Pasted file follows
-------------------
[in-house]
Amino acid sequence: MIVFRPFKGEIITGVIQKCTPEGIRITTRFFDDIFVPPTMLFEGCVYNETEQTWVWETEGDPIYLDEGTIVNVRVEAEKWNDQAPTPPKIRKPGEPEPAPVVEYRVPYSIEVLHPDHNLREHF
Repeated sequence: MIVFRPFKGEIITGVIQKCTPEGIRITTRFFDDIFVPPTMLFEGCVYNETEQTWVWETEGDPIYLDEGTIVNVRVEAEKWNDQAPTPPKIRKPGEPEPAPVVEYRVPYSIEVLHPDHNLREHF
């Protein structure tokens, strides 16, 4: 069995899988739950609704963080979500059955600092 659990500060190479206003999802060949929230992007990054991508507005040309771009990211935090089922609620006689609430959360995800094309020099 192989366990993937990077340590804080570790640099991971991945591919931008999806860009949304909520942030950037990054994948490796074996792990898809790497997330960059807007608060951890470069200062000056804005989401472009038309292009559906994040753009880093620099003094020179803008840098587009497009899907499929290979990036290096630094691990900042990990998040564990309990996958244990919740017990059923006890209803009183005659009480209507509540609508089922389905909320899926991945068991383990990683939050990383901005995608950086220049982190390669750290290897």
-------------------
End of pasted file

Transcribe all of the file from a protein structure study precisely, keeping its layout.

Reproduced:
[in-house]
Amino acid sequence: MIVFRPFKGEIITGVIQKCTPEGIRITTRFFDDIFVPPTMLFEGCVYNETEQTWVWETEGDPIYLDEGTIVNVRVEAEKWNDQAPTPPKIRKPGEPEPAPVVEYRVPYSIEVLHPDHNLREHF
Repeated sequence: MIVFRPFKGEIITGVIQKCTPEGIRITTRFFDDIFVPPTMLFEGCVYNETEQTWVWETEGDPIYLDEGTIVNVRVEAEKWNDQAPTPPKIRKPGEPEPAPVVEYRVPYSIEVLHPDHNLREHF
């Protein structure tokens, strides 16, 4: 069995899988739950609704963080979500059955600092 659990500060190479206003999802060949929230992007990054991508507005040309771009990211935090089922609620006689609430959360995800094309020099 192989366990993937990077340590804080570790640099991971991945591919931008999806860009949304909520942030950037990054994948490796074996792990898809790497997330960059807007608060951890470069200062000056804005989401472009038309292009559906994040753009880093620099003094020179803008840098587009497009899907499929290979990036290096630094691990900042990990998040564990309990996958244990919740017990059923006890209803009183005659009480209507509540609508089922389905909320899926991945068991383990990683939050990383901005995608950086220049982190390669750290290897």